Ben Thompson: I live in Doncaster, England, around 20 miles from Sheffield. My interest in hockey started in 1996 when we were taken to see the Sheffield Steelers on a school trip; totally hooked from there. (March’s note: Pretty kickass school. Never did that here in Canada!)

 

MH: What makes you a passionate fan of the EPIHL compared to the EIHL?

Jeff Legue. Sheffield Steelers.
Jeff Legue. Sheffield Steelers.

BT: Well, as I said, my first team were the Steelers, possibly one of the top two biggest clubs in the UK. I saw them win titles & beat a team 18-1. In 2010 I saw them beat Cardiff 4-2 in a game where NOTHING happened in the 3rd. I needed a change. I went to see the Steeldogs in the division below; a hard working team packed with local players, only 3 imports…fights, high scores; cheaper tickets, cheaper beer, more passion, a family club…I was home. Although there are a few teams with big money in the EPIHL, it doesn’t effect the result of the league half as much as the EIHL, which makes the top division predictably boring.

MH: Who is your favourite EPIHL team and player? Why?

Greg Wood. Sheffield Steeldogs.
Greg Wood. Sheffield Steeldogs.

BT: Sheffield Steeldogs. Local team, home grown players, hard working ‘blue collar’ mentality. We’re hated for our physical tactics, which I love. Player wise, Greg Wood. Leader, Sheffield lad, skillful & brave. Reflects the club.
(Quick mention for Andy Hirst; from my hometown, ever improving, without a doubt a future ‘A’ & ‘C’)

MH: Does the EPIHL or the teams of the league in general do enough to incorporate fan interaction or to keep fans interested?

BT: I feel like an integral part of my club; the owner knows me on first name terms. The club look after their fans & work hard to engage people in the brand, but have a tough job with the Steelers been 500 metres away. Other EPIHL have good websites & Twitter but the EPIHL must work harder to push the league by incorporating a relevant EPIHL website & push media through YouTube or maybe even TV.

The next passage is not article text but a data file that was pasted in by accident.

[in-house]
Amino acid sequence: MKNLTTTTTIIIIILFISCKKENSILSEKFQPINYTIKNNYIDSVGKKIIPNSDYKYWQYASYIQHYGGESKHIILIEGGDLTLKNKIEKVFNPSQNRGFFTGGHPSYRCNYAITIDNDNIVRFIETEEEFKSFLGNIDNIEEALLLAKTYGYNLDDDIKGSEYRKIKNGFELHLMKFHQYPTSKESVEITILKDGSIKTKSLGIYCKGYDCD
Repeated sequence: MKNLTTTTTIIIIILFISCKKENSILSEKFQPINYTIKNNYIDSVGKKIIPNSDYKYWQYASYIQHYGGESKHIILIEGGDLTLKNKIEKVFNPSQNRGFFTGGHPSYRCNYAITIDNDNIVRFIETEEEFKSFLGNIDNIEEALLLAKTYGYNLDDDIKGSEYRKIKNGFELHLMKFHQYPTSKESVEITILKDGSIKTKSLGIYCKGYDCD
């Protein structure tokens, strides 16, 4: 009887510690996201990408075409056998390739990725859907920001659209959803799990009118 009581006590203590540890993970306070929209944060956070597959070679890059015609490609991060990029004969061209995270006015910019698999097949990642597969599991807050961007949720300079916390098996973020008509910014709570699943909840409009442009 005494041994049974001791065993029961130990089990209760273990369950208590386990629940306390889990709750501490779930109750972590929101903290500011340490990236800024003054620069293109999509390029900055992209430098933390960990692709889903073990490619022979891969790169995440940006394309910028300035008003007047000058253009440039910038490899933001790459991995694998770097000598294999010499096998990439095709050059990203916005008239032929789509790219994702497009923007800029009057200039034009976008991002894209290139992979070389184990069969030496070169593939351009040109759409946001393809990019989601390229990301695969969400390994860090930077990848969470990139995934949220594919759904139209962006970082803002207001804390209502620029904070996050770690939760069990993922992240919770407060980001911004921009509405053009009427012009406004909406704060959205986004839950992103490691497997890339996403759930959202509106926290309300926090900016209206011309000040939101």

MH: If you were to change one thing about the league, what would it be and why?

BT: Usher the Guildford Flames into the EIHL. Financially they make the league a bit disjointed.

MH: Let’s talk NHL. Who’s your favourite team and player and why?

 

Jarome Iginla. (Photo credit: Hockey Broad. flickr.)
Jarome Iginla. (Photo credit: Hockey Broad. flickr.)

BT: I have a soft spot for the Calgary Flames (Not covered in glory last season). It all goes back to NHL 94 on the Sega. I also have Canadian relatives in Moose Jaw, Saskatchewan,  so it has to be a Canadian team. Favourite player – Iginla (See career..Haha)

MH: How do you think the NHL could market itself better for fans over in Europe?

BT: More TV coverage – maybe Sky or BT Sport. Adopt an NFL style UK game, maybe at the MEN arena in front of 18,000.

Thanks so much Ben for giving your perspective on the game in England. If you are a passionate hockey fan, I want to hear from you! Send me a tweet on twitter @MarchHockey or a message on facebook, http://www.facebook.com/MarchHockey!

EPIHL Team Profile: Sheffield Steeldogs

The Sheffield Steeldogs are a semi professional team playing out of the English Premier Ice Hockey League (more on that in another post).  With 10 teams in the league, each plays a total of 54 games.

Steeldog Logo sand latestFounded in 2010 and head manned by Cornwall, Ontario’s own Andre Payette (drafted to the Philadelphia Flyers in 1994), the Steeldogs have seen a winning season making it all the way to the finals in 2011/2012 season. Losing to the Guildford Flames, that season proved to be a tremendous learning experience as the club is now in a rebuilding phase.

The Steeldogs play out of the IceSheffield in Sheffield, England and have a fierce rivalry brewing with the Manchester Phoenix who were founding members of England’s Elite Ice Hockey League.

The Sheffield Steeldogs have released their 2013-2014 schedule which you can find here. Stay tuned to March Hockey as we will do our best to cover the action from here in Canada.